Legislative Assembly for the ACT: 2008 Week 05 Hansard (Thursday, 8 May 2008) . . Page.. 1696 ..
the fact that on polling day people are not overly confronted with how-to-vote material and all of these things.
This is what the people of the ACT signed up to. This is what, consistently, year on year, every time there is a review of the Electoral Act, the Labor Party has tried to undermine. It tried to undermine it in 1994 when it set about the task of implementing the Hare-Clark legislation which was approved at referendum. It tried to undermine it. It was one of the reasons, I submit, that the Follett government lost the confidence of the people of the ACT. It showed that it would ride roughshod over the will of the people of the ACT. The same arrogance is here today.
There has been only one little flickering time in the history of the ACT ALP when they showed any recognition of really signing up to the spirit of the Hare-Clark electoral system. That was when, in 1998, for the second election in a row, they were comprehensively drubbed. Their electoral review committee eventually said: “Look fellas, you have got to take it; you have to accept it. Hare-Clark is here to stay and you have to learn to live with it.” They went through the processes, the words—saying, “Yes, we’ll live with Hare-Clark”—but the spirit wants to buck the system all the time.
They forget that in 1992 in excess of 75 per cent of the people in the ACT said, “This is what we want.” This was the most spectacular, most decisive election result or result of a ballot that we have ever seen in the ACT—probably in this country. More than 75 per cent of people signed up to the Hare-Clark system. What we are seeing here today is the Labor Party attempting, once again, to undo the Hare-Clark system. At the time—let it go on the record—they were the only people in this territory interested in politics who were opposed to the introduction of the Hare-Clark system. It is part of the thing that drives them to undermine the Hare-Clark system. What they are doing here today is using their numbers. This is the only time since 1992 that they have had the numbers to do it. They are using their numbers to undermine the Hare-Clark system.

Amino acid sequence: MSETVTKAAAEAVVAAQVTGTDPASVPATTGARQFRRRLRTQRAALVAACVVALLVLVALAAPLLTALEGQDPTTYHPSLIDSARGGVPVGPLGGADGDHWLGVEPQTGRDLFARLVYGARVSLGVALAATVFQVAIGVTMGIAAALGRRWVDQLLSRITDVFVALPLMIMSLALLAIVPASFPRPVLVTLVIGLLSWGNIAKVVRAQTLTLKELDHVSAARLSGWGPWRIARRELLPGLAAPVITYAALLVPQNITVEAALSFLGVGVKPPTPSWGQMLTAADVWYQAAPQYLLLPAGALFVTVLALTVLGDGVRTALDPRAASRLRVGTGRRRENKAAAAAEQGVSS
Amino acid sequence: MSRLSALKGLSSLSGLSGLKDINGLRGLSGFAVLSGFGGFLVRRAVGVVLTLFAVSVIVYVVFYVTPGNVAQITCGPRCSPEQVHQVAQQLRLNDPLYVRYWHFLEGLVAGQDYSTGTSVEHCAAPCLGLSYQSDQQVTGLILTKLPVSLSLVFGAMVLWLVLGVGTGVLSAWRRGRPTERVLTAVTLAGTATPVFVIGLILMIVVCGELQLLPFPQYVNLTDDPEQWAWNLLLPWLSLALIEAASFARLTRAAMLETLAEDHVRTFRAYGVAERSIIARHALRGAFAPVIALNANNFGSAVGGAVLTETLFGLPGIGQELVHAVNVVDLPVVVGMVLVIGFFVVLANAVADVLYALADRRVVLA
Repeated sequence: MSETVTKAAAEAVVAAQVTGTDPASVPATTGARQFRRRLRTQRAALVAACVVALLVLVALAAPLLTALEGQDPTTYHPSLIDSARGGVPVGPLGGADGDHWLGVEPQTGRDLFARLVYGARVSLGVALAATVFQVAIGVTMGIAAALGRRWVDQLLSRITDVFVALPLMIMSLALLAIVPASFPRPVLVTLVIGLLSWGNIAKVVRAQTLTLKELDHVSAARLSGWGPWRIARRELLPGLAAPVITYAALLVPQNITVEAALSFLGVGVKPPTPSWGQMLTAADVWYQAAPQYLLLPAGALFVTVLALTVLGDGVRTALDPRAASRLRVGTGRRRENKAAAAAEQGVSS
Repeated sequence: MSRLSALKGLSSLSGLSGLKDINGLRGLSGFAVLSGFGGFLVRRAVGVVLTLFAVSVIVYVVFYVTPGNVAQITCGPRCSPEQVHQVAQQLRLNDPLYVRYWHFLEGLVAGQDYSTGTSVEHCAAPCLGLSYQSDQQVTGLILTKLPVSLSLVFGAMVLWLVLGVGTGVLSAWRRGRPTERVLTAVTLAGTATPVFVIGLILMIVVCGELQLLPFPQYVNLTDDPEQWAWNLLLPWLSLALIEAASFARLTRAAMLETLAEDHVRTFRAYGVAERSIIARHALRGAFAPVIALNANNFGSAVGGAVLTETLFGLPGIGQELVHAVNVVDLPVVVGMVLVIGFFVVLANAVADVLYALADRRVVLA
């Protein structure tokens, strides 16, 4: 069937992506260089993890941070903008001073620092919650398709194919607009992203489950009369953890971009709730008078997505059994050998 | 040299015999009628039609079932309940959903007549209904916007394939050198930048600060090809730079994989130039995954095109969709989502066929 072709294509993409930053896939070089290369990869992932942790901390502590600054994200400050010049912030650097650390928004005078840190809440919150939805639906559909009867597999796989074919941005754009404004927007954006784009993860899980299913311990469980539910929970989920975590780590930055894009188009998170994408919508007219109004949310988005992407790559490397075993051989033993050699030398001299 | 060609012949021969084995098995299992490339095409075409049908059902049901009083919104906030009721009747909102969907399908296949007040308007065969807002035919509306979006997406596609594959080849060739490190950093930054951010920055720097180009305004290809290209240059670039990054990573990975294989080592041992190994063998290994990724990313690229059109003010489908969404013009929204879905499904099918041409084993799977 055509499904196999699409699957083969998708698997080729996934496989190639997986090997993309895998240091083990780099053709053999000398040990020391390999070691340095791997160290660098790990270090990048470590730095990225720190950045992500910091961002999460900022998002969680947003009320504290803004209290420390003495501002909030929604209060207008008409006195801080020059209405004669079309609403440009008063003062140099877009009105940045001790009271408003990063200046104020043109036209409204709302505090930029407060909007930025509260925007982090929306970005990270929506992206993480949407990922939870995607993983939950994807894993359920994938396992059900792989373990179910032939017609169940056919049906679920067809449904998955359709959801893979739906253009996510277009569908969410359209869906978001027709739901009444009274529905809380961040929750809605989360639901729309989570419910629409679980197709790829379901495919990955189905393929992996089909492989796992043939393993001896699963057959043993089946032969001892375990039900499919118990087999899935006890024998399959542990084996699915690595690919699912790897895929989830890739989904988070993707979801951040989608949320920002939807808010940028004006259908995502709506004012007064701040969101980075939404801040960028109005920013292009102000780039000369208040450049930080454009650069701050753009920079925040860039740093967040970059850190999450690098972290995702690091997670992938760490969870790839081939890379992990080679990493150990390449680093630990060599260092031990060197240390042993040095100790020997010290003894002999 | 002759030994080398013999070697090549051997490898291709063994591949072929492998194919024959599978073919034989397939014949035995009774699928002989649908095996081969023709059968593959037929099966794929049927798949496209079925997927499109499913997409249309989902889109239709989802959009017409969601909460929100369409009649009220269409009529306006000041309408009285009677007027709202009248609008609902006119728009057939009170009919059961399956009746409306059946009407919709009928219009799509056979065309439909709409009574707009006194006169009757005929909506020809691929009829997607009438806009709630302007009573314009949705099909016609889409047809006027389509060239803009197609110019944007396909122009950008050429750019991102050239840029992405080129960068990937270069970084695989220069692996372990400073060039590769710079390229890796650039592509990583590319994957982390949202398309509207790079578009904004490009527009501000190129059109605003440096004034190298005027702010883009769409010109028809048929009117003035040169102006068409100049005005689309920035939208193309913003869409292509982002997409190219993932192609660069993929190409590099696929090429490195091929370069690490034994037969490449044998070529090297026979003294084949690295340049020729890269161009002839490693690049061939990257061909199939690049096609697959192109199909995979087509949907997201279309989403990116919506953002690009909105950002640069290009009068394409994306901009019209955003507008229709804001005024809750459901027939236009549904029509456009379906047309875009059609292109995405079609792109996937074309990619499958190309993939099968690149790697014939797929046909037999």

The people of the ACT lost all faith in the Follett government. Rosemary Follett undermined her credibility enormously on the day that she tried to buck the referendum result. What the government is doing here today is attempting to buck the referendum result of 1992.
Mr Mulcahy touches on a very important point. In 1995 we had an entrenchment referendum to try and stop this undermining of the electoral system. We entrenched the principal tenets—what we saw as the principal tenets—of the Hare-Clark electoral system. It may be that, after the fall of the Stanhope government in 2009 and after the review of the 2008 election, we will have to come back and entrench more things in the entrenching legislation, because there is going to be an awful lot of filthy work that has to be undone after the 2008 election.
MR CORBELL (Molonglo—Attorney-General, Minister for Police and Emergency Services) (9.44): Once again we hear from Mrs Dunne on this matter. She seeks yet again to perpetuate the myth that this is some evil agenda on the part of the Labor Party. Yet again I refer Mrs Dunne to the report of the ACT Electoral Commission—that well-known hotbed of Labor Party apparatchiks, with all due respect to the commissioner.